From 2012 to 2016, in addition to Canal +, the Qatar- based channel Al Jazeera will also be broadcasting L1 games on a regular basis for the first time , which also has the international rights for 195 million euros per season until 2018 and two French-language, pure sports channels (beIN Sport 1 and 2) has set up. The five most attractive emission rights packages awarded cost a total of 510 million euros annually, of which Canal + pays 420. As a result of the income generated in a further bidding round for the remaining packages, including the mobile phone service previously operated by Orange, television monies rose to EUR 607 million by 2016 and will rise to EUR 748.5 million annually for the period from 2016 to 2020.

TV receipts remained practically constant from 2000 to 2003, then grew rapidly: while they amounted to € 256.3 million in the 2003/04 season, they rose to € 351.4 million in 2004/05 and to € 559.4 million in 2005/06. €. In the 2012/13 season, the Ligue 1 clubs alone received € 489.8 million, the 20 second division clubs € 88.4 million. A distribution key is used, which is composed of a basic amount that is the same for everyone (€ 11.73 million) as well as performance-based bonuses (table position, audience ratings and five-year rating for both criteria). In 2013, runners-up Marseille were entitled to 48.0 million, champions Paris 44.1 and third-placed Lyon 44.0 million, Bordeaux, Lille and Saint-Étienne each between 32.1 and 30.4 million; six other clubs received between € 19.6 and 26.0 million. In contrast, only 12.9 million flowed into the coffers of the ascending and relegated Troyes - not much more than a quarter of what Marseille received - for the other two newcomers Bastia and Reims the share was 16.5 and 16.5 million respectively. € 15.6 million.

This distribution is regularly the subject of criticism during the summer break because, for example, at the end of the 2008/09 season, the seventeenth-placed near-relegated from Saint-Étienne around 23.5 million, but the more successful Valenciennes FC (12th place) only a good two thirds received from it. This is countered primarily by the beneficiary clubs that they are actually the disadvantaged for reasons of solidarity with the smaller, less attractive clubs, because they could achieve significantly higher income if they were freely marketed.

Quite a few clubs are now reliant on TV broadcasters' payments for better or worse: at Auxerre these payments account for 79% of total revenues in the 2005/06 season, for Troyes, Valenciennes and Sedan just under 70%. Even Marseille and Saint-Étienne, which, thanks to their past successes, can boast of high popularity and above-average audience numbers, cover their budgets to almost 50% from this television money. The mean value of all professional clubs (first and second league) was 54% in the 2009/10 season - in Ligue 1 alone it was 57% - while 19% is earned through sponsorship and 14% from ticket sales.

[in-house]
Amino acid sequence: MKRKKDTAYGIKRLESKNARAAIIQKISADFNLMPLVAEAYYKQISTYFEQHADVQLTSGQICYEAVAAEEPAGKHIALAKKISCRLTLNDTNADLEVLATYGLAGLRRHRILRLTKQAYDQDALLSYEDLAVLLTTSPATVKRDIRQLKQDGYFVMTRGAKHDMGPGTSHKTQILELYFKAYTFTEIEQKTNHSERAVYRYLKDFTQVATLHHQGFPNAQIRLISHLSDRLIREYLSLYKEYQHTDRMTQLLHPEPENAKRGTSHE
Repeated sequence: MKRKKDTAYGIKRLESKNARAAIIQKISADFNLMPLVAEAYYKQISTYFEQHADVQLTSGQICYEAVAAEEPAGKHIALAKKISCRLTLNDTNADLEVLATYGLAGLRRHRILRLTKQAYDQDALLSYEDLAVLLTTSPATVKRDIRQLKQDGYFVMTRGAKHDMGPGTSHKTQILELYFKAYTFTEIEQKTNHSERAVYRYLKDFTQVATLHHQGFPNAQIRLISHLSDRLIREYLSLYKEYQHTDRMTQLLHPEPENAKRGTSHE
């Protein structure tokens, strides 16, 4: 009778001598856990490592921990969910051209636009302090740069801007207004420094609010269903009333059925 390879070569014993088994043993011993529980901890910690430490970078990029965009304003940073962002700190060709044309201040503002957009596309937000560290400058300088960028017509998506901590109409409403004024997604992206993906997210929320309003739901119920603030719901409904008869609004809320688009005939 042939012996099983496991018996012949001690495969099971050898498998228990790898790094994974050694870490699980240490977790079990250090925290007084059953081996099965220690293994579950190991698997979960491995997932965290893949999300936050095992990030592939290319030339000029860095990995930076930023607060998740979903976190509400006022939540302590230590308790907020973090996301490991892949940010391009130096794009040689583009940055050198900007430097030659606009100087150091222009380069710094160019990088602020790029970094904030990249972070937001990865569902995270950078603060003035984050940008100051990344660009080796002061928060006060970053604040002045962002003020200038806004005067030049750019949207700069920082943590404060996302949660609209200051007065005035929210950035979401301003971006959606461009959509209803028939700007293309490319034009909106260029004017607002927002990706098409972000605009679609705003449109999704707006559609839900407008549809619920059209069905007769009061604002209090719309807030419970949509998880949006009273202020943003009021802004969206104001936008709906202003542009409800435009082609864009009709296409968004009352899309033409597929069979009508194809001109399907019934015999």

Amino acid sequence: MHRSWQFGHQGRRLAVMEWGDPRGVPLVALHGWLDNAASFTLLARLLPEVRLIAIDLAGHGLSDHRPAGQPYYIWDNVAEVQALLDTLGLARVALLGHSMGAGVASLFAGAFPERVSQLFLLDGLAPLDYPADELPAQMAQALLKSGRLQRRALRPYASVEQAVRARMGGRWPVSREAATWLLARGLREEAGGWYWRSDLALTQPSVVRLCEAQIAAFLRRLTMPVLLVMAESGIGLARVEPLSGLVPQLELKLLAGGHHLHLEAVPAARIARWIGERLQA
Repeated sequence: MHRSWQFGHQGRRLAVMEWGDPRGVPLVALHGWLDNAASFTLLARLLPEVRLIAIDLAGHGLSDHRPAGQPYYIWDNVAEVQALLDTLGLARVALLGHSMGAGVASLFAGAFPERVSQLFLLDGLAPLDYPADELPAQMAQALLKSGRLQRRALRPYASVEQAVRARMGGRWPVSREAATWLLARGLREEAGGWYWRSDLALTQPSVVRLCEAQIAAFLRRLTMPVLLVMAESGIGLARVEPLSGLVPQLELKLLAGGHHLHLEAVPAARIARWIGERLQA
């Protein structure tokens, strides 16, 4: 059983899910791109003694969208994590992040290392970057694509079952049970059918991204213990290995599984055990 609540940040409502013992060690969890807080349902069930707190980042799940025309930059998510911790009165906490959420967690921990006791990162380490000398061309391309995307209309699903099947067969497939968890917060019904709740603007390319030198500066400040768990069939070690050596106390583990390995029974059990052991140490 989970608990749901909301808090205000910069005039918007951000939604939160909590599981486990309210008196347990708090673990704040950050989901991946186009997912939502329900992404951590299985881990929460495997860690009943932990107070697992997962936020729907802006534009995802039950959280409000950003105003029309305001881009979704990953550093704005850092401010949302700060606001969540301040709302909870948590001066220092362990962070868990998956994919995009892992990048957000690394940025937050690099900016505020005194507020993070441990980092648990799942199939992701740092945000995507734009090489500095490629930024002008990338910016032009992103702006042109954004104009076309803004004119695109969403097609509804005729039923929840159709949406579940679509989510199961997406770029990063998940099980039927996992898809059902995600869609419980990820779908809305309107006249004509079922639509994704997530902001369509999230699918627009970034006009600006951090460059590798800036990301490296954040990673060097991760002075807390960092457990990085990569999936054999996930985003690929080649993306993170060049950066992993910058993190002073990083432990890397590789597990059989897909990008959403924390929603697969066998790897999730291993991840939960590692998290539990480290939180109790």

Club sponsors

In France, too, in view of the very limited publication requirement, exact information on income from shirt and gang sponsorship is often estimates and should therefore only be treated with caution. Paris Saint-Germain, for example, has won Emirates Airlines as a shirt sponsor for 2006–2009 , which pays around € 5 million per season. The defending champion's players are worth even more: allegedly, the Accor hotel chain transfers € 15 million to Lyon each year.

In France, in addition to clothing suppliers, unlike in Germany, several sponsors can be named on jerseys and pants. In addition, at many clubs the home and away shirts are flocked with different advertising. Another special feature is that a number of French municipalities , departments and regions use their association as an advertising medium through sponsorship ; this is currently the case with Auxerre, Lorient, Lyon, Nantes, Rennes, Saint-Étienne and Sochaux. In the late summer of 2006, advertising for online sports betting providers was also banned in France, which put some clubs in financial difficulties in view of the short-term loss of income.